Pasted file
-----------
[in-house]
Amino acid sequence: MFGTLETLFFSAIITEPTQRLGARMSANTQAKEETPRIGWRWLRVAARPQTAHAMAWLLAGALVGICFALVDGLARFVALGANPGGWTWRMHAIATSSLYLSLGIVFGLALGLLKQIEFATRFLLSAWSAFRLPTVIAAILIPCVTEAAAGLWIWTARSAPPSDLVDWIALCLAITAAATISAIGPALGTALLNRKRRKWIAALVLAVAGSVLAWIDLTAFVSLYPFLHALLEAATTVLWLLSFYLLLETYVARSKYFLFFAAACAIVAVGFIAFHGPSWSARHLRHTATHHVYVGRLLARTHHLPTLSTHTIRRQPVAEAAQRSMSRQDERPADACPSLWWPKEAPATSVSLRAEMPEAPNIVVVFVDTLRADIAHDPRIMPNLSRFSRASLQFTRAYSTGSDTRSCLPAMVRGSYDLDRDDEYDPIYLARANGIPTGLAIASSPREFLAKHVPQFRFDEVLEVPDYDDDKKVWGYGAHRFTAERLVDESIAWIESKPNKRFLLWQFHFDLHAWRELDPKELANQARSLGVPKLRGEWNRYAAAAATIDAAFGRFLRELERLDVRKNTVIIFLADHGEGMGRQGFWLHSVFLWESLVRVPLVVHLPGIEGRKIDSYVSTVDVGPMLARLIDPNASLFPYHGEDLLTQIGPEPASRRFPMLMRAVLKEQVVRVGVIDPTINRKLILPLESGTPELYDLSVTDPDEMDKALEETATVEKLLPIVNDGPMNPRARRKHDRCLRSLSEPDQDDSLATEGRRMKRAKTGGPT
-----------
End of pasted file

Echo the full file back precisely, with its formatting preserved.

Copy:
[in-house]
Amino acid sequence: MFGTLETLFFSAIITEPTQRLGARMSANTQAKEETPRIGWRWLRVAARPQTAHAMAWLLAGALVGICFALVDGLARFVALGANPGGWTWRMHAIATSSLYLSLGIVFGLALGLLKQIEFATRFLLSAWSAFRLPTVIAAILIPCVTEAAAGLWIWTARSAPPSDLVDWIALCLAITAAATISAIGPALGTALLNRKRRKWIAALVLAVAGSVLAWIDLTAFVSLYPFLHALLEAATTVLWLLSFYLLLETYVARSKYFLFFAAACAIVAVGFIAFHGPSWSARHLRHTATHHVYVGRLLARTHHLPTLSTHTIRRQPVAEAAQRSMSRQDERPADACPSLWWPKEAPATSVSLRAEMPEAPNIVVVFVDTLRADIAHDPRIMPNLSRFSRASLQFTRAYSTGSDTRSCLPAMVRGSYDLDRDDEYDPIYLARANGIPTGLAIASSPREFLAKHVPQFRFDEVLEVPDYDDDKKVWGYGAHRFTAERLVDESIAWIESKPNKRFLLWQFHFDLHAWRELDPKELANQARSLGVPKLRGEWNRYAAAAATIDAAFGRFLRELERLDVRKNTVIIFLADHGEGMGRQGFWLHSVFLWESLVRVPLVVHLPGIEGRKIDSYVSTVDVGPMLARLIDPNASLFPYHGEDLLTQIGPEPASRRFPMLMRAVLKEQVVRVGVIDPTINRKLILPLESGTPELYDLSVTDPDEMDKALEETATVEKLLPIVNDGPMNPRARRKHDRCLRSLSEPDQDDSLATEGRRMKRAKTGGPT